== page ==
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Sometimes the car manufacturer will mail or call to check on how your service went. My local Porsche dealer asked me to give them the highest ratings as anything less than a five for any category was considered a fail by PCNA. Some of that may flow back to when they get to order cars, etc.

In the 1990s I had a 1.8 G60 supercharged VW Corrado. The dealer kept overfilling it with the oil for a VR6 engine (almost 2 qts too much). The first time I didn't catch it until there was blue smoke the next day. I immediately took it back and had them drain it. They could not believe they could have done so. They had some sort of pre-filler device that they set the amount and let it go. They showed me the book and it showed the VR6 amount. I told them, how much goes in a regular 1.8? They said 4 quarts. I said this is a 1.8, not a 2.8. Anyway, I was surveyed by VWOA the next day and told them what happened. Within 15 minutes the dealer called me and begged me to bring the car in again immediately to check the oil level. I assume VW was going to hold them liable for any damage that the overfill might cause.

In any case, this dealer did the same thing twice more. By then, I was smart enough to check the oil level before leaving the dealership and had them pull it in and drain the oil while I waited. VW called both times and I repeated the story. Long story, dealer went out of business shortly thereafter.
 

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Is there an inverse law that says the more exclusive/expensive the car, the worse the service experience? We had horrible service experiences with our Mercedes, but some really good ones with Chevrolet, GMC, Buick, etc.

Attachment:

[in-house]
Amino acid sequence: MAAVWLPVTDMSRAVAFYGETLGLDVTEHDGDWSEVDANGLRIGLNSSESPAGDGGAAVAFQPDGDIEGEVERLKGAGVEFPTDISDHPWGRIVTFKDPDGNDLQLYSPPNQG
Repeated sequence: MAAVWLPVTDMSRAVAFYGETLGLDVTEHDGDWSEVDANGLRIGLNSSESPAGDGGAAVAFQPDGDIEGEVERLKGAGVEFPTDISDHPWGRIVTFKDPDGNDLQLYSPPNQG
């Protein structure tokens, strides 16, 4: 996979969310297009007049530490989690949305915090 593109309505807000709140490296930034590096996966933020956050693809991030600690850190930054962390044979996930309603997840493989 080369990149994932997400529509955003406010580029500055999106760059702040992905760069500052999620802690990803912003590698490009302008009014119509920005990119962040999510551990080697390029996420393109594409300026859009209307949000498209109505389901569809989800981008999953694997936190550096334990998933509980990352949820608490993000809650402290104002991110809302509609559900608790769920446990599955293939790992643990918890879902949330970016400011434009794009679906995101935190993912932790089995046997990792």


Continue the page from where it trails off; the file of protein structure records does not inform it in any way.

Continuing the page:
Larry
I think people who afford expensive cars have higher expectations of service.





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I would have handled the situation a little differently. Let me preface by saying I am on your side and I completely understand your frustration.

Blasting them on a survey is the quickest way to get yourself blacklisted at the dealership. You should have approached the service manager and explained your frustration prior to filling out the survey. You use the survey as leverage and only if they can't resolve the situation to a satisfactory manner, you take the route that you have.

The fact that your dealership is 2.5 hours away indicates to me that your choices in servicing your car is very limited and filling out a survey with such harsh results may rub this dealership the wrong way, even if it was their fault to begin with.
I understand the sentiment: try and work things out before escalating. The "satisfaction survey" is the equalizer in the realtionship between Porsche owner and Porsche dealer, and PCNA and Porsche Canada take it VERY seriously. The service manager knew they had screwed up, and rather than deal with it when the customer was on the premises, chose to leave it unaddressed. Only after a complaint had come back through Porsche did it become a priority. While at the dealer, by all means try and get things worked out...but once a dealer lets an unsatisfied customer walk out the door, they should EXPECT to be blasted on the survey.